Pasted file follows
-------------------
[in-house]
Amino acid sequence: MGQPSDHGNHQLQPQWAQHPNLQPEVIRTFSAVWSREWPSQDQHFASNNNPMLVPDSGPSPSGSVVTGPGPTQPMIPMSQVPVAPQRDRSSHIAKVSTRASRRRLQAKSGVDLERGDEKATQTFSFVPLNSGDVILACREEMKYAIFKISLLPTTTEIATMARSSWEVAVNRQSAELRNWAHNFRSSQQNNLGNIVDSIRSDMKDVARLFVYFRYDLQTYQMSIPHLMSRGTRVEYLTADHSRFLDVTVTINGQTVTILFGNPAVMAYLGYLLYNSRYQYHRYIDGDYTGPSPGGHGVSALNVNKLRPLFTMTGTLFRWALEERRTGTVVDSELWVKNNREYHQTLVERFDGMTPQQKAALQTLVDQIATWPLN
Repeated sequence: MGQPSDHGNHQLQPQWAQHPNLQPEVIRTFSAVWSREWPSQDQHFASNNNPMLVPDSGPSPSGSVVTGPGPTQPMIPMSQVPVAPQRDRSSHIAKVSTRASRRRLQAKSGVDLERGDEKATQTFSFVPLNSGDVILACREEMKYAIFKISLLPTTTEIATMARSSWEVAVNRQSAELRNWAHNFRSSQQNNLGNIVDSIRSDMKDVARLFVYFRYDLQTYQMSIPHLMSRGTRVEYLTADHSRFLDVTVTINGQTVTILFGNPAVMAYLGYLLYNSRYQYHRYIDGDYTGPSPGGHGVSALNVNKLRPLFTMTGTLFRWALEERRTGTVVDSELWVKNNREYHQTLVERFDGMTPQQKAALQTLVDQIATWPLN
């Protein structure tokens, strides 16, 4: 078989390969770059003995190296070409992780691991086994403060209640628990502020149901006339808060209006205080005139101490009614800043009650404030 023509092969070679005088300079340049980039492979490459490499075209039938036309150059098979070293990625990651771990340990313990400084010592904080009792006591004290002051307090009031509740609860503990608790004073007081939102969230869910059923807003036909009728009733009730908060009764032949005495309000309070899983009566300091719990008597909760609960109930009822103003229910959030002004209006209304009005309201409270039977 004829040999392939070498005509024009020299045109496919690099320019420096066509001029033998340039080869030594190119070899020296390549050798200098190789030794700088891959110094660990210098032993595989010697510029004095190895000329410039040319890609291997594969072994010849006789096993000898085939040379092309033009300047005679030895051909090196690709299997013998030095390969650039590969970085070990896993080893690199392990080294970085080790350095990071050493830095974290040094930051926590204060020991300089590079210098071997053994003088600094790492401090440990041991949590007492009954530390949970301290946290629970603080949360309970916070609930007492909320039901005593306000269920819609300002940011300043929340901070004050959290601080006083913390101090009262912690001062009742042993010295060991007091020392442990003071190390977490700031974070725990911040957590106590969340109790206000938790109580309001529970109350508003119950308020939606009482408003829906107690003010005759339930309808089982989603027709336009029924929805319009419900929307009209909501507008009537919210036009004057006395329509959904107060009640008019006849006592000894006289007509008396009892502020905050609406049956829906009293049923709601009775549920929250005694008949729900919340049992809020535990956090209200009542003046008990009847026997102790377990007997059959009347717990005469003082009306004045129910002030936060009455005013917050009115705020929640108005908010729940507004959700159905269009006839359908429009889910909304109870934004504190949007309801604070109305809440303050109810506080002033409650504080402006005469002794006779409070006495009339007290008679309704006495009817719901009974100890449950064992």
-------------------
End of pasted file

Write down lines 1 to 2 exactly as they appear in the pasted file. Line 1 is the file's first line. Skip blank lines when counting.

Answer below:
[in-house]
Amino acid sequence: MGQPSDHGNHQLQPQWAQHPNLQPEVIRTFSAVWSREWPSQDQHFASNNNPMLVPDSGPSPSGSVVTGPGPTQPMIPMSQVPVAPQRDRSSHIAKVSTRASRRRLQAKSGVDLERGDEKATQTFSFVPLNSGDVILACREEMKYAIFKISLLPTTTEIATMARSSWEVAVNRQSAELRNWAHNFRSSQQNNLGNIVDSIRSDMKDVARLFVYFRYDLQTYQMSIPHLMSRGTRVEYLTADHSRFLDVTVTINGQTVTILFGNPAVMAYLGYLLYNSRYQYHRYIDGDYTGPSPGGHGVSALNVNKLRPLFTMTGTLFRWALEERRTGTVVDSELWVKNNREYHQTLVERFDGMTPQQKAALQTLVDQIATWPLN